Larson, is a master at capturing the salient minutia of every day life…the captivating essences of each of the “characters” that precipitated the events he explores And the sinking of the Lusitania is no exception. Little known background facts are brought to the forefront; nebulous reasons are explained; and historical figures are brought back to life in a writing style so exquisite it literally, if not physically, actually brings the reader onboard. 

For this month, this is the perfect corresponding read to help me through my ditsy daze of May.

2:06 pm edt          Comments

Monday, April 27, 2015

Smiley Faces
The stack of books from this past Christmas’s “Santa Surprise” box lay fallow on a living room credenza for the past few months. Seems I’ve been a bit too busy with other literary pursuits…With twinges of remorse and guilt, I have mostly ignored these twelve buddies of mine beckoning to me, sorely neglecting to even opening their covers to peek at what literary wonders are inside.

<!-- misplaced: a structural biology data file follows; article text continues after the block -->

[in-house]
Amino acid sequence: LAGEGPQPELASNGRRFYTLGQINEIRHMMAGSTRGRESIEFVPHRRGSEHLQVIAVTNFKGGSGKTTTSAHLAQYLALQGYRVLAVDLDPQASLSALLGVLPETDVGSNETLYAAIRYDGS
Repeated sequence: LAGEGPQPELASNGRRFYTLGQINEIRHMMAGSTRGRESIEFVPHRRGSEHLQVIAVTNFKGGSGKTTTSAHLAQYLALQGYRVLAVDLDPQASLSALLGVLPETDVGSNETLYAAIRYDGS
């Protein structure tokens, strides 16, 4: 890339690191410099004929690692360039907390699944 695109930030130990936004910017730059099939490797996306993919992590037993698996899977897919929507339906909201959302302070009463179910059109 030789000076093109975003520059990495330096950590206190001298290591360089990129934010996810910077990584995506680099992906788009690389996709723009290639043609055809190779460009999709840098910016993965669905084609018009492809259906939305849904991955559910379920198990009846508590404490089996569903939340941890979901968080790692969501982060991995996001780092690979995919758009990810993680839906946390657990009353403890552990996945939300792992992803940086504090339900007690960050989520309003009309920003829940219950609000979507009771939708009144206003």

Finally, this weekend, with a slight cold once again lingering – I must have caught it out on the courts during last week’s sudden onset of colder, almost winter-like weather – I decided to take a long, well-deserved break from my normal bookish and household chores and, as it were, attack the stack. And the first to appeal to my sniffling, stodgy, I-want-to-escape-from-it-all mood…was…is Some Luck by Jane Smiley. I’ve been totally immersed in it for the past three days and while I have yet to finish it, I just had to take a moment to tell you about it.

The first of her American trilogy published last fall is probably the most exquisite novel I have read in quite a long time. Exquisitely written, exquisitely crafted plot line(s), and exquisitely drawn characters so true to life that most, if not all of us have met most, if not all of them in real life at one time or another. Walter Langdon reminds me of my father; Rosanna, a straight-laced second cousin whom I love dearly; Eloise Vogel, a dear friend of mine; John, a fellow I used to date in the mid-west…the list goes on. Set in Iowa between the end of World War I and a short time after the end of World War II, Some Luck compassionately spins the stories of the Langdon family…epically depicting their daily lives, their hopes, their dreams, their disappointments, their loves, losses, and brave, courageous accomplishments…exquisitely touching upon all aspects of life and definitely exploring all the nuances of familial and familiar relationships.